ME: I’m the product of an artist and a doctor – so I guess there was a tension between the creative-emotional and the cerebral-empirical. In the 80s I went to Bates College up in Maine, which was pretty good, but there was no such thing as environmental studies at that time, so, by default, I studied history.
By the 90s there were a few academic programs more in line with environmental studies but not ones that merged law, history, economics, and science – like the one I had the opportunity to get into at the University of Denver. I thought it was important to understand the dynamics of all the connecting pieces and integrating various kinds of information entering the field.
Moving down to the Four Corners Region twenty-years ago was also quite the education; there was so much to learn. There’s a lot of history there; things are very complicated, and there are no easy environmental and economic solutions. So some of the things I’ve been able to work on have been very challenging – but very interesting, and requiring a dynamic set of skills. I hope that I’ve acquired some of those skills.
NMSP: What was it like coming to work in the region as an environmental advocate?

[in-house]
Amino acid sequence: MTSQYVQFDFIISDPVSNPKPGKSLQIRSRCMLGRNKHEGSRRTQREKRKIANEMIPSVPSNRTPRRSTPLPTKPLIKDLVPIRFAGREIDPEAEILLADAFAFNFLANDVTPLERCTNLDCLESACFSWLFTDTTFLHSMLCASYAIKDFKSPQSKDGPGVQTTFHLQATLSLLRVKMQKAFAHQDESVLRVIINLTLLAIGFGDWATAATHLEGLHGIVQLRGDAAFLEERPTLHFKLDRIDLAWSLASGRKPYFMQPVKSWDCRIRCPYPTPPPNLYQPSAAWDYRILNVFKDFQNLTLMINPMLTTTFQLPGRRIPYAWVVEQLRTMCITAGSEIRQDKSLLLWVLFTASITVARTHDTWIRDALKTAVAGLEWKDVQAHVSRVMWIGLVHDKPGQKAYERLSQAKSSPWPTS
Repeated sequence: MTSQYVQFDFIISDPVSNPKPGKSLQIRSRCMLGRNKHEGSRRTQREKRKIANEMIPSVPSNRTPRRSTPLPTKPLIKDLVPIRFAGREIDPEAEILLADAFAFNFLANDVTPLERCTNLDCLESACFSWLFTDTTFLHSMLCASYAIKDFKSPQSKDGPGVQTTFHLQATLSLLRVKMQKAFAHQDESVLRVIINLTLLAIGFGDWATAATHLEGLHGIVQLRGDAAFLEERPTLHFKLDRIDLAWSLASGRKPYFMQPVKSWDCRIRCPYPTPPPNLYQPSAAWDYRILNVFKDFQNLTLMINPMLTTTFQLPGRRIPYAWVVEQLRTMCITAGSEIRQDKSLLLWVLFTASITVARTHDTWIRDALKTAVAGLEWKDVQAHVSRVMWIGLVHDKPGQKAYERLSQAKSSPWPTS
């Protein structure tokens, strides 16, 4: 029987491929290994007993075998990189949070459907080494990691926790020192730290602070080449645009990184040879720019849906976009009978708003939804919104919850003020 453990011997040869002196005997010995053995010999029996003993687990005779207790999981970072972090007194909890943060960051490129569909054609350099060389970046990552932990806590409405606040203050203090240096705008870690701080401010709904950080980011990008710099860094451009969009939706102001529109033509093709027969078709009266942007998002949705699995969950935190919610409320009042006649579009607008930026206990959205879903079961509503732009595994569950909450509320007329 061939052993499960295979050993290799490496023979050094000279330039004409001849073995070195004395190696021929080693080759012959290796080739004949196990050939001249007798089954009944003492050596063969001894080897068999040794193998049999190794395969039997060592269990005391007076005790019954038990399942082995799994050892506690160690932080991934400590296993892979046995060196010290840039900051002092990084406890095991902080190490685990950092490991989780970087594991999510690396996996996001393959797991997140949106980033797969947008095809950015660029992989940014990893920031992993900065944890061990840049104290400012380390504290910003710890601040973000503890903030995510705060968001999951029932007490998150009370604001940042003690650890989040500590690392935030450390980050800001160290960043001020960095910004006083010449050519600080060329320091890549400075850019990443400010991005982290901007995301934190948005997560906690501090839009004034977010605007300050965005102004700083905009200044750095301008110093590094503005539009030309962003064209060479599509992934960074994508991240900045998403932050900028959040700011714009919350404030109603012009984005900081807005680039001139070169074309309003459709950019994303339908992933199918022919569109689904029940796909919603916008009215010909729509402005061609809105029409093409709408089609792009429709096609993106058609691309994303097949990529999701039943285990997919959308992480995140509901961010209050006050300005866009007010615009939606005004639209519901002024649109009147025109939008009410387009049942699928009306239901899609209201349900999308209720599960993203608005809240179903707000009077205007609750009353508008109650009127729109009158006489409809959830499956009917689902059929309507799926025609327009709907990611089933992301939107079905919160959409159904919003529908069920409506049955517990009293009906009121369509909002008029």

ME: When I first started working for San Juan Citizens Alliance (SJCA), I was hired for two main tasks: The first one was to fight the proposed Desert Rock Energy Project, which would have been the third coal-fired power plant in the Farmington area and located on Navajo Nation land. The entities who were pitching the project were hoping they could capitalize on the concept of Navajo Nation sovereignty; our position was that this would affect a much broader scope of people, particularly when you considered the air, water, land, community, and so on.
We were also fighting the idea of an energy export zone, or national energy sacrifice zone, which was actually a moniker given by President Nixon in 1972. The thing I’m always amazed by is that any community associated with large-scale energy extraction – be it uranium, oil, gas, and coal, are so quick to glob on the idea that we can have cheap coal, cheap electricity, etc. When you include the externalities, it’s not cheap at all.